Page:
ROBIN CURTIS, who has died at 73, was a geologist whose work took him to climatic extremes. Immediately after graduating from Cardiff University, he was appointed to the Falklands Island Dependencies Survey, later renamed the British Antarctic Survey. With five other men he was to spend three years surveying, documenting and studying the geology of unexplored parts of the Antarctic peninsula known as Graham Land.
In September 1956 Curtis sailed on the MV John Biscoe for Port Stanley, the capital of the Falkland Islands. The journey continued past Cape Horn, where the ship was hit by rough seas so powerful that guard rails were bent and a line of rivets in the hold popped. The hold flooded, soaking valuable stores, turning cement to rock and destroying a generator.
On January 30, 1957, the ship reached the coast of Graham Land, and the captain searched for suitable sites for Base J, “home” for the next three years. After 160 kilometres of cruising past 30- to 60-metre-high ice cliffs, the team found only one mainland site that was safe from calving glaciers, Prospect Point. Although the winter sea ice would become the main “sledging highway” for Curtis’s access to survey sites, a mainland base was necessary to allow year- round access for an attempt to reach the 1500 metre-high plateau.
Work on the building of a hut began as soon as the six men were left on the peninsula. But after only a month, Curtis slipped and fell from the roof of the hut onto rocks, breaking his ankle and two ribs. The ship returned for a day so its doctor could attend to him but he convinced the doctor that his injuries were not significant. The ship departed, leaving the team without medical assistance for the next 12 months.
Despite Curtis’s bravado, the break was severe and it was three months before he could walk even tentatively on it. During that time he hopped about on his left leg, glazing the numerous double windows, and tending to the dogs and the cooking.
As soon as the sea had frozen, he started his work. To collect samples and make surveys, he made long journeys skiing alongside a team of dogs which hauled the supplies on sleds. On one such journey he travelled 20 days to collect samples from distant islands, camping on the sea ice along the way. Miles from base, his sled started to sink through the ice, dragging the dogs down with it. Fortunately, with Curtis pushing, the dogs dragged the sledge out, saving him from being stranded without food or shelter.
On another journey, Curtis was caught in a whiteout. Having survived this, the team was then plunged into a blizzard which kept them in their tents for a further 10 days. With insufficient provisions to continue, they were forced to return to base.
In March 1958 the MV John Biscoe returned to Graham Land Peninsula. The ship’s doctor found that Curtis’s injured leg had wasted and ordered him home for urgent medical treatment. Curtis left regretfully but with enough samples to complete his research. He was later awarded the Polar Medal and an island near Base J at Graham Land was named after him.
Up to 1957, the Falklands Islands Dependency Survey had been proud of its survival record – it had lost only two men. However, in 1957 five men lost their lives. The British Government has since reassessed the dangers inherent in Antarctic research and stopped, among other things, the practice of sledding on winter sea ice, so essential during Curtis’s time. Field research teams now visit for a short summer season only, and researchers no longer have to build their own huts.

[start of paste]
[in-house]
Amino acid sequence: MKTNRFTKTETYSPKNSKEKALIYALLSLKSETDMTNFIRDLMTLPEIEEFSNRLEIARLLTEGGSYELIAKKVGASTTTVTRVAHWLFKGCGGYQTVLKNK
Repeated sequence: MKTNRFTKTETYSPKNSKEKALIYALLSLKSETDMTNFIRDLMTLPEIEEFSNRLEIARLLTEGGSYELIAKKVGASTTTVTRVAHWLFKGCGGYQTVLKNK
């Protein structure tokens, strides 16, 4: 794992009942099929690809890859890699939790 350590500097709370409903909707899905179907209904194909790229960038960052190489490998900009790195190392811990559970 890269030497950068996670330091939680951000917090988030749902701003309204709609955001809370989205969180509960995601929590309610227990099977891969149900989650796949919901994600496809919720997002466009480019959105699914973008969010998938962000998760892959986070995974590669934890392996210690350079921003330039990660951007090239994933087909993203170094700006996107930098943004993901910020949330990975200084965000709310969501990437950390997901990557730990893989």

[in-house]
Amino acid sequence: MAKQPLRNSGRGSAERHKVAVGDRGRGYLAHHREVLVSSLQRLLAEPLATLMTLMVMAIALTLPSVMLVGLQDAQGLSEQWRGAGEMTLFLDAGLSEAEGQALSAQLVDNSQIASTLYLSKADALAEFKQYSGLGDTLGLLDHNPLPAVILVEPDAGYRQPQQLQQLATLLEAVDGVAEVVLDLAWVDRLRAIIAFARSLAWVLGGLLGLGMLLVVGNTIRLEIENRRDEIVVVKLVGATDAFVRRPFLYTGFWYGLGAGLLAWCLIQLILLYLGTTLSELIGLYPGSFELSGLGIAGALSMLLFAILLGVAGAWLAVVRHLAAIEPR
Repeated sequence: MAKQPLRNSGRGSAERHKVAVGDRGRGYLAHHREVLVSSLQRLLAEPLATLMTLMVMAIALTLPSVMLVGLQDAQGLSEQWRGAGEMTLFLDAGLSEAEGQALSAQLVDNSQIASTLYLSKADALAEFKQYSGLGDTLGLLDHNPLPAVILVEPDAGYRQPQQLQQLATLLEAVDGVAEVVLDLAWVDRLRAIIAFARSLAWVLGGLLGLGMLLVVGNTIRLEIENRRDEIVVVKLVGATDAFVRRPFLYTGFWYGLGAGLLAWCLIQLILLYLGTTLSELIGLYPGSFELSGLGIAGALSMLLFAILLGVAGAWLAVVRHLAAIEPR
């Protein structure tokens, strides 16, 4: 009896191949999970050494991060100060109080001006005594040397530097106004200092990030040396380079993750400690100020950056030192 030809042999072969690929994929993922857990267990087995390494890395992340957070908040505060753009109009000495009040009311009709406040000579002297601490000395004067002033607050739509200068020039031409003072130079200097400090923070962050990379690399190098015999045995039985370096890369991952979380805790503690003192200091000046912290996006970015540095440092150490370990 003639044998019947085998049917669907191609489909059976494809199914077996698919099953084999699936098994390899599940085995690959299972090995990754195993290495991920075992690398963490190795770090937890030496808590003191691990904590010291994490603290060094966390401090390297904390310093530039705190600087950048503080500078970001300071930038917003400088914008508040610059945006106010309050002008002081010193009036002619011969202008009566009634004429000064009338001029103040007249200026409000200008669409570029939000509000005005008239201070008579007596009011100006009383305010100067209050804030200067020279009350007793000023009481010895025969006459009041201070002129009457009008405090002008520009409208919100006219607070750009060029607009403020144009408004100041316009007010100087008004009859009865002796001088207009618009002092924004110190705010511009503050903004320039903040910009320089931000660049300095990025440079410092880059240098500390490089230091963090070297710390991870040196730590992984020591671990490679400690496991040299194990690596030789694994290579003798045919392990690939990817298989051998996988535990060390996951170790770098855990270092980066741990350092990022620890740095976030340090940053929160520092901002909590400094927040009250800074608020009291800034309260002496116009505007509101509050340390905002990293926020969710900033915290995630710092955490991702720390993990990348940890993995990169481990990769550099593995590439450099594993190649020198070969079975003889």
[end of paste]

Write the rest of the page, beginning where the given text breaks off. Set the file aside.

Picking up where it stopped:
Robin Curtis was born in the small mining village of Cwmtillery in Wales. He won a scholarship to Cardiff University, graduating with a bachelor of science with honours in 1956, and was awarded the Geological Society Medal. From there, he went to Antarctica.
In 1959 he married Anne in Birmingham and so began his much-loved family life. The arrival of his three children from 1960 to 1965 proved no deterrent to his career and with the support of Anne he continued his geological work around the world.
In 1960, after completing his doctorate at Birmingham University, he joined the Geological Survey of the New Hebrides, now Vanuatu. To collect samples there, Curtis had to cut a path through pristine jungle and enter the caldera of an active volcano.
After two years he left Vanuatu for Australia and was appointed senior tutor in geology at the University of Sydney.
In 1965 Curtis began a long and successful career in the minerals industry and progressed to exploration manager for international mining companies such as Placer Exploration and International Nickel.
In 1978, when a relocation of head office was proposed, he decided not to move his family when his children were beginning high school, and set up R. Curtis & Associates Pty Ltd, independent consultants to the minerals industry. During its 30 years of operation, Curtis & Associates worked in many countries including Thailand, Canada, Papua New Guinea, Fiji, the Solomon Islands and the US.
Curtis was a strong supporter of the Minerals Industry Associations and a fellow of the Geological Society of Australia, the Australasian Institute of Mining and Metallurgy and the Geological Society. He served on the board of the Minerals Industry Consultants Association for six years, and was editor of the its newsletter.
After Curtis and Anne divorced, he met Dorothy, whom he married in 1989.
Curtis faced cancer with the same determination he faced the other challenges in his life. After early cancer indications arose in 1989, he enjoyed life for another 12 years before his failing health signalled the cancer’s return.
He is survived by Dorothy, his children from his first marriage, Sian, David and Matthew, eight grandchildren and his first wife, Anne.